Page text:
Preserving History – Open-pit And Underground Quarries Of Belgium
Rediscovering Belgian History.
By Alan & A Good Friend | A Belgian Duo
Quarries in Belgium
Definition of a quarry.
Minerals and its uses
Why we need them minerals?
What is a mineral?
“A mineral is an element or a chemical compound that is normally crystalline and that has been formed as a result of geological processes.”
Russian chemist Dmitri Mendeleev published the first recognizable periodic table in 1869
Today, mining is less and less significant business in Belgium and there are many minerals that are being imported from other countries in Europe and the rest of the world.
Our key natural resources include industrial and construction materials such as limestone, cement, silica sand, and dolomite. The leading mineral operations in Belgium include the production of steel and the refining of zinc & copper.
Belgium also produces cobalt, tin, cadmium, tellurium, selenium, and germanium. The production of construction and industrial materials such as silica sand, limestone, cement and dolomite contributes a lot to Belgium’s well-developed industrial minerals sector.
Belgium saw an increase in its production of pig iron and crude steel due to an increasing demand for steel and the recovery of the world’s steel industry. The production of crude steel in Belgium increased by 53% and that of pig iron increased by 43.5% in 2010.
Despite the cost of our factories and workforce expenses our steel undustry collapsed significantly and moved thereby from west Europe to east Europe, leaving a lot of factories abandoned and exposed to squatters, urban explorers and vandalists alike.
Where were they also used for?
Industrialization brouth people to the cities where work was and where people could earn enough to support their hungry families in the countryside.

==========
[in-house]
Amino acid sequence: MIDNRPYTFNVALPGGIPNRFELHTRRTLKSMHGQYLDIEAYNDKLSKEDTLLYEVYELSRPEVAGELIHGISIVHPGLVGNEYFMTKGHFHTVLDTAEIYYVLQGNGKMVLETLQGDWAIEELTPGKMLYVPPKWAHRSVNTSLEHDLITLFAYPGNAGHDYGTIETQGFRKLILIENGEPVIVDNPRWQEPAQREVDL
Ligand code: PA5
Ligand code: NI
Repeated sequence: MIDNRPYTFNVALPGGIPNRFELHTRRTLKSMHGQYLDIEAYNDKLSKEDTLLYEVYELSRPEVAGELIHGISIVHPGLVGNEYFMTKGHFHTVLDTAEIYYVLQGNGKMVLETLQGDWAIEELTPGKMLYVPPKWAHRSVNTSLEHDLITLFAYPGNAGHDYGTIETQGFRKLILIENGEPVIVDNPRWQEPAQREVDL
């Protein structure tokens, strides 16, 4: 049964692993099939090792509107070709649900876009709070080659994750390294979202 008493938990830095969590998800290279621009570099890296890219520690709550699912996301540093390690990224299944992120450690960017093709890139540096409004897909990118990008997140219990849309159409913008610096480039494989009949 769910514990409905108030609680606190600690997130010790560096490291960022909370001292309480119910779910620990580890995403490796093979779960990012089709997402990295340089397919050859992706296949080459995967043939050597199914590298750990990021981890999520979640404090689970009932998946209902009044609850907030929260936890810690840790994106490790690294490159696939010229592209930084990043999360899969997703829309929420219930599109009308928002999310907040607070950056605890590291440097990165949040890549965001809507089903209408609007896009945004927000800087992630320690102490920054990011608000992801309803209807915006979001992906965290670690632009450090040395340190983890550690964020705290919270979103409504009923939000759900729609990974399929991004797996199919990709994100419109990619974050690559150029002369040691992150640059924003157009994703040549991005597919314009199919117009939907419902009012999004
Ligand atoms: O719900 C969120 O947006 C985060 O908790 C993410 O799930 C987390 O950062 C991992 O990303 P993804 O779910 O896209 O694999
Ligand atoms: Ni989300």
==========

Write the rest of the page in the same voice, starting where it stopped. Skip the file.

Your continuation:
Meanwhile underground everything was empty and excavated by many men. Rocks were split open and the tunnels formed huge underground galleries which eventually could still be used as a second purpose.
And so these quarries were used for growing mushrooms. Rows of mushroom beds were made with the help of horse poo and in the picture below this practice can still be found today.
We explored this quarry on 23 December 2016.
What was it we rediscovered?
I was just a little surprised there was still active water pumping going on in some quarries we have explored, of course, otherwise the quarry would have been completely flooded with rainwater. Hence the mine was still accessible to us, the explorers.
Although these mines are actually forbidden to enter, I was guided by an expert who explored many mines before. Deep underground and open-pit ones.
We knew what we were doing and we did it carefully.
So, what did we rediscover?
Equipment was in some of them still there and ready to use at any given moment. Fresh truck tracks leading in the angled mine were a sign of recent life inside this rocky cave where water was being pumped out.
These scenes gave us beautiful pictures as a result.
Small lakes can be seen here and we remind you to not dare to take a swim in it as it can be very cold water and it isn’t the best water to swim in.
Small volcanoes under the water can be seen, which was a very cool sight, I admit.
The crystal clear water was perfect to photograph and the ground beneath it could be seen from afar.
Be sure to bring enough light in case you want to enter this exquisite underground maze of tunnels!